3. 3. Nokia's Fate Is No Longer In Its Own Hands A Shortened ICT Beat © 2013 Frost & Sullivan Page 3 Windows Phones market share is increasing primarily because Blackberry’s share is decreasing; if Microsoft's OS is really going to succeed, it needs to capture market share from Android and Apple. Even with the relative success of the Lumia devices and Windows Phone, any discussion about Nokia is bound to the question: where would Nokia be now if it had gone with Android instead of Microsoft? In late 2010, Nokia abandoned their proprietary Symbian OS and began looking for a new operating system. It was widely reported that Nokia executives discussed adopting the Android operating system with Google. However, in the end, Nokia went with Microsoft and its fledgling Windows Phone operating system. Nokia, for better or for worse, tied its future to Microsoft’s. Winter Is Coming: The War Of Ecosystems In choosing Windows Phone at their operating system, Nokia secured their future in the short-term. But they now face two very different threats: first, its reliance on Windows Phone and Microsoft, and second, technology paradigm shift from devices to ecosystems. These threats are explored in depth in the full ICT Beat. Where Do We Go From Here? Nokia’s decision to partner with Microsoft in early 2011 was certainly the correct choice at the time. Now, with the relative success of the Windows Phone, other OEMs will look to use the platform and leave Nokia without a unique selling point (USP) for the Lumia range. Ultimately, Nokia needs to differentiate beyond cameras, as with the recent Lumia 1020, by offering the Lumia range with other platforms such as Ubuntu, Firefox, and Sailfish. The more difficult challenge for Nokia is to remain relevant in an era in which the ecosystem—rather than the device—increasingly becomes the most important choice for the customer. That said, a variety of devices that run on the same platform (wearables, TVs, mobiles, and tablets) and the benefits of having these devices connect, share, and sync will become the customer’s main focus. A customer with an iWatch, for instance, is unlikely to buy a Nokia Lumia; equally, a customer with an Android tablet will want an Android phone. Nokia is reliant on Microsoft to build a compelling ecosystem around Windows. Its failure with the Surface Pro and RT does not bode well. In turn, Microsoft will need products in every category in order to make the ecosystem compelling to developers and customers.This means it will need to improve its tablet offering and not miss out on the wearable revolution. On the upside, Nokia’s declining fortunes have never had anything to do with its hardware; it has always made great quality devices. So, there is promise for Nokia in working with Microsoft and other platform manufacturers to build tablets and wearables.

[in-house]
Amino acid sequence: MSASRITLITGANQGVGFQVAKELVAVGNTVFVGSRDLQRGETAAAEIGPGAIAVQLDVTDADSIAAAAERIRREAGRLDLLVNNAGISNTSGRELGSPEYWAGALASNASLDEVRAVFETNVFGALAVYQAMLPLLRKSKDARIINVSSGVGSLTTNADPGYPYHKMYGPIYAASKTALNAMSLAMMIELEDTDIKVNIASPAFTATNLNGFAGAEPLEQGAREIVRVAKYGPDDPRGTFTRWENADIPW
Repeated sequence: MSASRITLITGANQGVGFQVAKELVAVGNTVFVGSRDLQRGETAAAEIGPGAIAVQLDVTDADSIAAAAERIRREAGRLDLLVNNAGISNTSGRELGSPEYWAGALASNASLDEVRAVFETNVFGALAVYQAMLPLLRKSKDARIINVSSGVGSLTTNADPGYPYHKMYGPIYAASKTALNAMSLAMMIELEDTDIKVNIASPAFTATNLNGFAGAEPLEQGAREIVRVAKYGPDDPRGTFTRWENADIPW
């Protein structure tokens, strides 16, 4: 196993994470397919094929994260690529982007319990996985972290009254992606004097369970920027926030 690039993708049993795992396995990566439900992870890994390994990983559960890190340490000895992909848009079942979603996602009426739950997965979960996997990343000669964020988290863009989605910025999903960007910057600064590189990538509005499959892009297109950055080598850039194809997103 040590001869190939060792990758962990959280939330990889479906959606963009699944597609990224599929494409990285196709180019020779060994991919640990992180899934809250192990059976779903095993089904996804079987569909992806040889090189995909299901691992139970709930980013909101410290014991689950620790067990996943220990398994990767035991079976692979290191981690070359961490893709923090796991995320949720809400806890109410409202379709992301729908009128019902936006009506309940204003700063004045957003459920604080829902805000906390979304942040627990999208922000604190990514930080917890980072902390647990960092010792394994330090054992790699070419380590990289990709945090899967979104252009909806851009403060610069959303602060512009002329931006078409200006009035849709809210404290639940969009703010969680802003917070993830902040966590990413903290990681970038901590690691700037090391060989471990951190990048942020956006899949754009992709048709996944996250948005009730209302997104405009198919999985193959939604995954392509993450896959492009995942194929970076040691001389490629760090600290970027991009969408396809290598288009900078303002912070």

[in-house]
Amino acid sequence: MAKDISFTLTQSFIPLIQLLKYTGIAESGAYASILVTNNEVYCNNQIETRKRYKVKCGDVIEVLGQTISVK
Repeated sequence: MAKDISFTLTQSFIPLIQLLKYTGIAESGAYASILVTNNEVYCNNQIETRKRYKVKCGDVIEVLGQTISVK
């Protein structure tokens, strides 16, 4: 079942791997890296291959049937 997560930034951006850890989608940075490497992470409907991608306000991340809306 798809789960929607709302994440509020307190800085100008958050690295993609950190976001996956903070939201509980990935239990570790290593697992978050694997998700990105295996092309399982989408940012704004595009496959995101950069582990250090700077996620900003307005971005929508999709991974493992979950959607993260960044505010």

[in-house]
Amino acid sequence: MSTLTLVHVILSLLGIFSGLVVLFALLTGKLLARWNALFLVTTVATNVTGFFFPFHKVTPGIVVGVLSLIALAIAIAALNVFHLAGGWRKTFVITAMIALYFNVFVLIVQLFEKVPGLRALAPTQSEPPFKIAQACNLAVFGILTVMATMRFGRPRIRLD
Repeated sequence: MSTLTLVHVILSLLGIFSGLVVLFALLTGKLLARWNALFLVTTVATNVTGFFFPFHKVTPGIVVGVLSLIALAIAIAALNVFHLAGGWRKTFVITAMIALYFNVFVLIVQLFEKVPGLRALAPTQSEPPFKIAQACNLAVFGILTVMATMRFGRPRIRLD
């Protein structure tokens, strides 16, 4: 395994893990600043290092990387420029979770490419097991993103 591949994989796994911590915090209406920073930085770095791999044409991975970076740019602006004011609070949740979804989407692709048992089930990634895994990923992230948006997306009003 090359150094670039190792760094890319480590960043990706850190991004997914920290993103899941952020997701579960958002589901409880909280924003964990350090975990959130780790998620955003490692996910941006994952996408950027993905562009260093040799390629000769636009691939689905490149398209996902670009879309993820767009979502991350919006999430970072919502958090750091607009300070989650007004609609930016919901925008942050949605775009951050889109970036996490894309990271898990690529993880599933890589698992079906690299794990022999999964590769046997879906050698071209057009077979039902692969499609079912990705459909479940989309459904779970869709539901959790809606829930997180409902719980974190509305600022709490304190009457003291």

4. 4. Nokia’s fate is no longer in its own hands. It has to balance two conflicting risks. First, it relies on Microsoft/Windows Phone but will need to offer other non-Windows Phone and non- Android platforms on its devices. Second, its smartphones will only be as useful as the ecosystem of which it is a part.Therefore, Nokia will need to ensure the Windows ecosystem is successful, and it can do this by creating compelling products for the tablet and wearable categories. Shutting down Symbian may have been the right decision in the short term, but it left Nokia without software in an era where, as Marc Andreessen, co-founder and general partner of Silicon Valley venture capital firm Andreessen Horowitz famously said, “software is eating the world.” In a future where ecosystems will determine market success, it is difficult to see a how a product-orientated company like Nokia can survive. To gain access to the full ICT Beat, and more industry analysis contact: Lawrence Lundy Consultant Information & Communication Technologies Frost & Sullivan Telephone: +44 20 7343 8322 Email: Twitter: LinkedIN: Nokia's Fate Is No Longer In Its Own Hands A Shortened ICT Beat About Frost & Sullivan Frost & Sullivan, the Growth Partnership Company, works in collaboration with clients to leverage visionary innovation that addresses the global challenges and related growth opportunities that will make or break today’s market participants. For more than 50 years, we have been developing growth strategies for the Global 1000, emerging businesses, the public sector and the investment community. Is your organisation prepared for the next profound wave of industry convergence, disruptive technologies, increasing competitive intensity, Mega Trends, breakthrough best practices, changing customer dynamics and emerging economies? Contact Us: Start the discussion CONTACT US +44 (0) 20 7343 8383 • •